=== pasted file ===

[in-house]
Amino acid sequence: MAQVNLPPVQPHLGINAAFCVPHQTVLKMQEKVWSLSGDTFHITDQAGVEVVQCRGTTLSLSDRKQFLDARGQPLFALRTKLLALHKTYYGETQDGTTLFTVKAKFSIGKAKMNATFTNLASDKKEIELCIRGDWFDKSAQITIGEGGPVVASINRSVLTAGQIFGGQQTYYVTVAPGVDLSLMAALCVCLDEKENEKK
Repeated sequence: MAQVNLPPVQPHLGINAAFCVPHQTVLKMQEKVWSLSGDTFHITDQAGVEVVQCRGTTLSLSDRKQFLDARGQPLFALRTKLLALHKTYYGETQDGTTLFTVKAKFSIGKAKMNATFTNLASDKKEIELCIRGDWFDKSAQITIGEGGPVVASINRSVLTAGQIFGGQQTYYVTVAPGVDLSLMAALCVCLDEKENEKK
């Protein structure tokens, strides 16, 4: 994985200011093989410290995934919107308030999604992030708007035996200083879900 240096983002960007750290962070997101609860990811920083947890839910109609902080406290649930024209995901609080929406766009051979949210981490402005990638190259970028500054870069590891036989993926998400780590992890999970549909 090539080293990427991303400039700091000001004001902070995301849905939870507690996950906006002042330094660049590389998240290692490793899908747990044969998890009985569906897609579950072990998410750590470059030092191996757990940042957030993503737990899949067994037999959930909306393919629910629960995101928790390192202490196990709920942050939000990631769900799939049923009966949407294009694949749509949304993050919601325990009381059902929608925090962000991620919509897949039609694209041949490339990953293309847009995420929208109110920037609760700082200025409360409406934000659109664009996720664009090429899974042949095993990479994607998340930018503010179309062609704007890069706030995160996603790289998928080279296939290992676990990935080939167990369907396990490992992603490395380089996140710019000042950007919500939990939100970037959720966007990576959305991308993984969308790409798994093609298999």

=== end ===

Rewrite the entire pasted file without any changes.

[in-house]
Amino acid sequence: MAQVNLPPVQPHLGINAAFCVPHQTVLKMQEKVWSLSGDTFHITDQAGVEVVQCRGTTLSLSDRKQFLDARGQPLFALRTKLLALHKTYYGETQDGTTLFTVKAKFSIGKAKMNATFTNLASDKKEIELCIRGDWFDKSAQITIGEGGPVVASINRSVLTAGQIFGGQQTYYVTVAPGVDLSLMAALCVCLDEKENEKK
Repeated sequence: MAQVNLPPVQPHLGINAAFCVPHQTVLKMQEKVWSLSGDTFHITDQAGVEVVQCRGTTLSLSDRKQFLDARGQPLFALRTKLLALHKTYYGETQDGTTLFTVKAKFSIGKAKMNATFTNLASDKKEIELCIRGDWFDKSAQITIGEGGPVVASINRSVLTAGQIFGGQQTYYVTVAPGVDLSLMAALCVCLDEKENEKK
């Protein structure tokens, strides 16, 4: 994985200011093989410290995934919107308030999604992030708007035996200083879900 240096983002960007750290962070997101609860990811920083947890839910109609902080406290649930024209995901609080929406766009051979949210981490402005990638190259970028500054870069590891036989993926998400780590992890999970549909 090539080293990427991303400039700091000001004001902070995301849905939870507690996950906006002042330094660049590389998240290692490793899908747990044969998890009985569906897609579950072990998410750590470059030092191996757990940042957030993503737990899949067994037999959930909306393919629910629960995101928790390192202490196990709920942050939000990631769900799939049923009966949407294009694949749509949304993050919601325990009381059902929608925090962000991620919509897949039609694209041949490339990953293309847009995420929208109110920037609760700082200025409360409406934000659109664009996720664009090429899974042949095993990479994607998340930018503010179309062609704007890069706030995160996603790289998928080279296939290992676990990935080939167990369907396990490992992603490395380089996140710019000042950007919500939990939100970037959720966007990576959305991308993984969308790409798994093609298999």